The NHS is inviting teenagers to join the fight against meningitis by taking part in a study to see whether giving a group B meningococcal (MenB) vaccine to teenagers reduces carriage of this bacteria in their throat, potentially providing protection to all ages from this dangerous infection.
Researchers are working with schools around the county to find 24,000 volunteers aged 16 to 18 years to take part in the Be on the TEAM (Teenagers Against Meningitis) trial, led by the Oxford Vaccine Group at the University of Oxford with funding and support from the National Institute for Health Research (NIHR) (see notes to editors for a description of the NIHR).
Bacteria in the throat can cause meningitis (inflammation of the membranes that surround the brain) and septicaemia (blood poisoning), both of which can be fatal or cause long lasting damage. The age groups most at risk of meningitis are babies, pre-school children and teenagers.
While 13 to 14-year-olds currently receive a vaccine against group A, C, W and Y meningococcus, immunisation against MenB is currently targeted at babies as they are at highest risk.
All teenagers taking part in the study will receive two doses of a MenB vaccine. They will also have two throat swabs taken 12 months apart. The research team will look to see if the vaccines reduce the numbers of students carrying the meningitis-causing bacteria in their throat.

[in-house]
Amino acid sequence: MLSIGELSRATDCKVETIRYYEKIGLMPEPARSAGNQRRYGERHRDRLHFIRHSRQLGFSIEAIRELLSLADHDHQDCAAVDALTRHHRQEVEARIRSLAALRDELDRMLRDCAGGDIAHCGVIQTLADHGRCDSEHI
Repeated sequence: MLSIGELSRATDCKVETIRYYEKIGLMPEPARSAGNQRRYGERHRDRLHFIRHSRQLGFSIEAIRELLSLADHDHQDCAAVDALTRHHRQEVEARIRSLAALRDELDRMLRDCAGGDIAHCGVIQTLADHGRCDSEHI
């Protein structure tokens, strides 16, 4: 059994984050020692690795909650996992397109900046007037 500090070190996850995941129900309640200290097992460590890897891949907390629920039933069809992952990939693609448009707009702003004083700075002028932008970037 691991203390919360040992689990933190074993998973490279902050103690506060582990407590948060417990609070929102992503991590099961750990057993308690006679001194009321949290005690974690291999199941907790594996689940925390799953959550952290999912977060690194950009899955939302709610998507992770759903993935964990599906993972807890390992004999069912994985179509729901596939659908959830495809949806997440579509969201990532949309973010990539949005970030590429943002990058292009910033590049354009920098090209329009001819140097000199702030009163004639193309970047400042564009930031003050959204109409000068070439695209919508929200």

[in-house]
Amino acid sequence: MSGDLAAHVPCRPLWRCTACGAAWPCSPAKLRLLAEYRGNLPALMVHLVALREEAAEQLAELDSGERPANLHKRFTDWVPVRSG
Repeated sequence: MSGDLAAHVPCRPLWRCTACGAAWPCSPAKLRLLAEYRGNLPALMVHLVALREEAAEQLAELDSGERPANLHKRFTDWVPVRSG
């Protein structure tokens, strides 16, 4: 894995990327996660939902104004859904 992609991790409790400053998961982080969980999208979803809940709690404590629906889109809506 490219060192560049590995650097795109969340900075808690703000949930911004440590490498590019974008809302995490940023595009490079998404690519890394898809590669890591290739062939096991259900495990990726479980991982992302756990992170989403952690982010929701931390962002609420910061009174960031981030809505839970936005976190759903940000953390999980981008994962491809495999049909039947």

The trial will take place in three groups using two licensed MenB vaccines, 4CMenB (Bexsero) and MenB-fHBP (Trumenba). One group of 8,000 will get 4CMenB while another 8,000 will get MenB-fHBP. The vaccines will be given at the start of the study and six months later.
A further 8,000 youngsters will act as a ‘control group’ and not get the vaccine at first, so swabs can be taken 12 months apart and results compared to those who do get the vaccine, to examine the difference. The control group will get the 4CMenB vaccine after they have had the swabs taken, so they benefit from the protection it provides.
The trial is voluntary and will be conducted through schools in at least 14 towns and cities in England, Scotland and Wales with each enrolling students to one study group. Students can give their own consent. The study will be recruiting over 18 months from April 2018.
Dr Matthew Snape, of the University’s Oxford Vaccine Group, said: “This is a really exciting opportunity for teenagers to ‘Be on the TEAM’ and take part in this important study, which is being funded and supported by the NIHR. Participants will not only get a vaccine that reduces their risk of meningitis but also help us understand if we can prevent the bug being carried and potentially spread to others.”